A Maldivian musical on water and a cultural village perched high on the beach were the highlights of the spousal retreat held in Fuvamulah today.
Fuvamulah, co-host of the 17th SAARC summit along with Addu City, has been the venue of activities for the SAARC Festival since the start of November.
These have included a kite festival, bashi competition (a game played exclusively by women using a badminton racket and tennis balls), and the ‘Cricket 20Twenty Cup Tournament’ among seven SAARC member nations. Beach volleyball and futsal tournaments meanwhile took place in Addu City.
“We are very happy to be part of this SAARC summit as this will open Fuvamulah to the world. Our famed thundi (southern beach) and the beauty of this island will be visible for all to see” said Ali Zaeed, Fuvamulah Councillor, ahead of today’s events.
Fuvamulah is located in the south of Maldives near Addu City, which together makes up the Southern Province. Fuvamulah is both an atoll and an island and is geographically considered to be one of the most unique islands in the Maldives, with two fresh water lakes and beaches lined with black stones, white flat pebbles, white sand and rocks located on different sides of the island.
“Indian prime minister Mr Manmohan Singh’s wife and Sri Lankan president’s wife along with spouses of foreign ministers present…is expected to come to Fuvamulah in the afternoon tomorrow” said Zaid last week. Though preparations for the spousal retreat were in full swing during the week, Zaid expected the preparations to be completed on schedule.
The spouses flew into Fuvamulah on the day that the first scheduled flights started in the newly built domestic airport.
200 secondary students performed a welcome dance near the tarmac of the domestic airport. A rehearsal of the events took place on Tuesday with first lady Laila Ali in attendance.
The dance choreographed by Munko featured a traditional dance to the song ‘Rashu Vehi’ (Island environment). The song is the first three couplets of an old Fuvamulah poem extolling the virtues of the island and its uniqueness.
After arrival the spouses proceeded to the biggest lake in Fuvamulah ‘Bandaara Kulhi.’ A newly built platform offered a splendid view of the lake where a romantic Maldivian musical was displayed.
“Performers in 11 boats in traditional attire, will depict a love story, which will show a couple falling in love, the pain of separation, before finding each other again,” said Mifraah (Mifu) Abdul Muhaimin, Fuvamulah coordinator for the official event, speaking to Minivan News last week.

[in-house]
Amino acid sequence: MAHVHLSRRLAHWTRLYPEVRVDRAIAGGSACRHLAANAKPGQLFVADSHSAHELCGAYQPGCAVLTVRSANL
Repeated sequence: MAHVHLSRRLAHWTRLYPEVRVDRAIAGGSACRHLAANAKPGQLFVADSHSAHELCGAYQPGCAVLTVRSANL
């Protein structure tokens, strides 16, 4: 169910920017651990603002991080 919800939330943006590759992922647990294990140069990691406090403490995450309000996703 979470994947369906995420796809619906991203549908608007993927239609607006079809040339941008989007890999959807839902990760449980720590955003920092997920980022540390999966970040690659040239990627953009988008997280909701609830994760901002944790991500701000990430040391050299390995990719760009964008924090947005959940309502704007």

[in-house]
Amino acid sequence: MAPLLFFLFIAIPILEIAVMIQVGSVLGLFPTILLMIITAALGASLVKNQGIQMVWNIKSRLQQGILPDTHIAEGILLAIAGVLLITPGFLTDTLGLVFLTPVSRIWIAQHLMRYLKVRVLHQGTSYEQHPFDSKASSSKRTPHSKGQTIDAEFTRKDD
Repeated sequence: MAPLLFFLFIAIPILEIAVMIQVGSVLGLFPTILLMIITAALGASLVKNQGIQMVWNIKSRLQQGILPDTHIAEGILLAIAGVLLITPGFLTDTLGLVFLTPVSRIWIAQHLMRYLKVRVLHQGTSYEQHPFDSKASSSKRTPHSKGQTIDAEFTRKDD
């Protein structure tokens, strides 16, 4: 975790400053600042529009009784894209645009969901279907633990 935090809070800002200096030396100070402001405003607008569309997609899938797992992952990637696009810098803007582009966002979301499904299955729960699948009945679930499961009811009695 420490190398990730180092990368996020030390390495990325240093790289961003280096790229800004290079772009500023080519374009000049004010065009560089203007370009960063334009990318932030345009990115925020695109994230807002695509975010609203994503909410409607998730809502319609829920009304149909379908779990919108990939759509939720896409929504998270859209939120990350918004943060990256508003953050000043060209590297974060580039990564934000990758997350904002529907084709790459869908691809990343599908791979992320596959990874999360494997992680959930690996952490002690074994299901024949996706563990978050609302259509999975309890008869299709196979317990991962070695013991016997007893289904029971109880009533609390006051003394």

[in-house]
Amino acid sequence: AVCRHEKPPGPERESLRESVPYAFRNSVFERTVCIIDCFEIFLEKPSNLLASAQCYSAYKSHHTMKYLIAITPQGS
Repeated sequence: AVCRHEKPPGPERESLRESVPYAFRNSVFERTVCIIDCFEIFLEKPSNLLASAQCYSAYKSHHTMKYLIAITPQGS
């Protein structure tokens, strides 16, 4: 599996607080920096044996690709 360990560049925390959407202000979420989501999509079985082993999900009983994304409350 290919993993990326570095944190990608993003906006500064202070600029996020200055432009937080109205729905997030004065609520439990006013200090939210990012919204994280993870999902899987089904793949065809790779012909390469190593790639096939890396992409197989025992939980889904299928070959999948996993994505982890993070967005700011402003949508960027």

“Fuvamulah has been isolated for very long, so once the hero leaves, he can’t come back easily,” Mifu said.
Coordinating rowing boats for a performance was not an easy task, though the performers from all walks of life, and ages were very enthusiastic about the musical. Though the one thing they all have in common is that they know how to swim, essential for a performance over water.
The musical takes inspiration from the story of Dhonhiyala and Alifulhu, Maldivian equivalent of Romeo and Juliette.
The soundtrack was a fusion of Maldivian songs and old forms of poetry. Among them Raivaru, a form of poetry that takes place as a dialogue between two or more people and that was used in the past to woo prospective partners.
Apart from the hero and heroine, the performers on the other boats showcased Fuvamulah handicraft, like rope weaving, weaving thatch, and making kasabu (the neckline of traditional Maldivian garment made using gold stitches)
“We have made sure that we use traditional garments and authentic stuff for all the events,” said Mifu.
The southern beach of Fuvamulah was the last stop for the spouses. The wide beach famous for its beauty is made up of small flat white pebbles in contrast to the white sandy beaches commonly found in Maldives.
The cultural village is on the high end of the beach with eight thatch roof huts that depicts Maldivian life of yesteryears.
“We did a lot of research to get the authentic look of each hut,” said Ali Amir, who did the concept and design of the village. MNDF created the village based on a detailed sketch of the village. Research consisted of reading what little written account was available and in reference to oral history.
“We talked to elderly people in this island. This required a lot of patience as some of them are very old and sick in some cases, so we had to meet them at times convenient to them” said Amir.
The antique furnishings inside the huts, like ashi (bench beds), swings and a 200-year-old farivalhu (container decorated with lacquer work used to serve food) among others, were sourced from different houses in the island.
The village consists of hut of fisherman, farmer, blacksmith, island chief, edhuruge (house of the only teacher) and places like a boat building hut, a yam storage place and hut of a Vaaruveriyaa (governor from central government). The latter vaaruveriya was the person charged with governing individual islands for a brief time in history until Maldives became a republic in 1953.
“The sultan would send an edict to a person he chooses appointing him as the Vaaruveriya of that island” said Ali Didi, the consultant for the project and Fuvamulah island’s resident history expert.
From that moment the Vaaruveriyaa would take charge of the running of the affairs of the island and trade from the comfort of his own house. All produce of the island, be it vegetables or fruits from trees in islander’s own backyard, had to be presented to him.
“He would not have a fixed income, but would get to keep 1/10 of all items he trades,” Didi explained.
“Most of us live in a concrete jungle now, it’s a respite to go back to the days of the past, and see the simple life again” said Amir.
The retreat come to an end with evening tea served Shiranthi Wikremasinghe, soaking in the simplicity of Maldivian lifestyle in a cultural village in one of the most beautiful spots in a unique island atoll.